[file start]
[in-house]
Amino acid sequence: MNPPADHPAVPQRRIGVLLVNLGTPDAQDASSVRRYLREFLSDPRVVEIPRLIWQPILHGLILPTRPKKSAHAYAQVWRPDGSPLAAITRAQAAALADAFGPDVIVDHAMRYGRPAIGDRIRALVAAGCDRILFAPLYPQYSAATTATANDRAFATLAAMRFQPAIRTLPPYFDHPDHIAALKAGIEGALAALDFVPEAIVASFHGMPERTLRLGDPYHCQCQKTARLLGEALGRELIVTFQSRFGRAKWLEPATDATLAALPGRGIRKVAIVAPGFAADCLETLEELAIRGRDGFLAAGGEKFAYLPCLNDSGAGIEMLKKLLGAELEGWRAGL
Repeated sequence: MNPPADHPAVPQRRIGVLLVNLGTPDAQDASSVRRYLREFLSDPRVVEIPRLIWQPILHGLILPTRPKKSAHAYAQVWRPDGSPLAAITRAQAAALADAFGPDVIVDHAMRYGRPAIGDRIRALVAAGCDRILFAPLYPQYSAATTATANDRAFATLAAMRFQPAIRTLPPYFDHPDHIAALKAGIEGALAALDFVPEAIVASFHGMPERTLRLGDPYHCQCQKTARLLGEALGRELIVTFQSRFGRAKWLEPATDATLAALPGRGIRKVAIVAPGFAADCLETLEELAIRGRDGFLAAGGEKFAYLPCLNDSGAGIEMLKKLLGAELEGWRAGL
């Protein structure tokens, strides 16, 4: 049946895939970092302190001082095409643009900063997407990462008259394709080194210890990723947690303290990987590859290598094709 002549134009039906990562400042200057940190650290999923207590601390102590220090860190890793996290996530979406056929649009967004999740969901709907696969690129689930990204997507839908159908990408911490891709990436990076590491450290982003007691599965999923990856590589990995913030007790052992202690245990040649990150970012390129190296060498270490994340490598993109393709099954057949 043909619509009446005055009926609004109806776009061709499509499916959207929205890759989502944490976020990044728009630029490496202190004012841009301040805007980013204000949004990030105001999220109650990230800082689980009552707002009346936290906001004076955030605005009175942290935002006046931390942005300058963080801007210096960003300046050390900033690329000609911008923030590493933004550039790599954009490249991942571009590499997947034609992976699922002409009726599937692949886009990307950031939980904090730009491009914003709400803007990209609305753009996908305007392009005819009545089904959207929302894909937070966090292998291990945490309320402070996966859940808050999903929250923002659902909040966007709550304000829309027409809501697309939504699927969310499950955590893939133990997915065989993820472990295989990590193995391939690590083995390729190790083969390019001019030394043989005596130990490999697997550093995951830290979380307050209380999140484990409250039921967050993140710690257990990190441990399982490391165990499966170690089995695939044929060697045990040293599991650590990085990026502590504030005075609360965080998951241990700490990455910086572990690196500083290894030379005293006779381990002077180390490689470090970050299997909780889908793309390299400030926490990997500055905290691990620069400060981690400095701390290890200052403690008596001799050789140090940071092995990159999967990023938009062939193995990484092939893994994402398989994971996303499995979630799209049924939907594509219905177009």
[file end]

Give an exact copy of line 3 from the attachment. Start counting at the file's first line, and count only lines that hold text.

Repeated sequence: MNPPADHPAVPQRRIGVLLVNLGTPDAQDASSVRRYLREFLSDPRVVEIPRLIWQPILHGLILPTRPKKSAHAYAQVWRPDGSPLAAITRAQAAALADAFGPDVIVDHAMRYGRPAIGDRIRALVAAGCDRILFAPLYPQYSAATTATANDRAFATLAAMRFQPAIRTLPPYFDHPDHIAALKAGIEGALAALDFVPEAIVASFHGMPERTLRLGDPYHCQCQKTARLLGEALGRELIVTFQSRFGRAKWLEPATDATLAALPGRGIRKVAIVAPGFAADCLETLEELAIRGRDGFLAAGGEKFAYLPCLNDSGAGIEMLKKLLGAELEGWRAGL